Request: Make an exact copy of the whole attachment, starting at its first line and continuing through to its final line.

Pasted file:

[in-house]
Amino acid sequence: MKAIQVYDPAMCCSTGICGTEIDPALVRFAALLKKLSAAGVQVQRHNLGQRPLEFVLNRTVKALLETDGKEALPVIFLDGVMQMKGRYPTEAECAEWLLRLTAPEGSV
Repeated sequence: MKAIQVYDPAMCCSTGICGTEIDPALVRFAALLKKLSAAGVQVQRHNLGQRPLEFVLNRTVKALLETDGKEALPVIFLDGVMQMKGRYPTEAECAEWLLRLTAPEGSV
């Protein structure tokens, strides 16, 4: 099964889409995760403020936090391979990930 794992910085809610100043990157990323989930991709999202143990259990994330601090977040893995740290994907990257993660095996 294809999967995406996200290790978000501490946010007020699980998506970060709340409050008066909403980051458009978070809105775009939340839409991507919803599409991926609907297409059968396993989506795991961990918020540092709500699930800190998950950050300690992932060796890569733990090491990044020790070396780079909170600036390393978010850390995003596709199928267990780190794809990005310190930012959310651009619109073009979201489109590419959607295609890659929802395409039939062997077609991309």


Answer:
[in-house]
Amino acid sequence: MKAIQVYDPAMCCSTGICGTEIDPALVRFAALLKKLSAAGVQVQRHNLGQRPLEFVLNRTVKALLETDGKEALPVIFLDGVMQMKGRYPTEAECAEWLLRLTAPEGSV
Repeated sequence: MKAIQVYDPAMCCSTGICGTEIDPALVRFAALLKKLSAAGVQVQRHNLGQRPLEFVLNRTVKALLETDGKEALPVIFLDGVMQMKGRYPTEAECAEWLLRLTAPEGSV
């Protein structure tokens, strides 16, 4: 099964889409995760403020936090391979990930 794992910085809610100043990157990323989930991709999202143990259990994330601090977040893995740290994907990257993660095996 294809999967995406996200290790978000501490946010007020699980998506970060709340409050008066909403980051458009978070809105775009939340839409991507919803599409991926609907297409059968396993989506795991961990918020540092709500699930800190998950950050300690992932060796890569733990090491990044020790070396780079909170600036390393978010850390995003596709199928267990780190794809990005310190930012959310651009619109073009979201489109590419959607295609890659929802395409039939062997077609991309």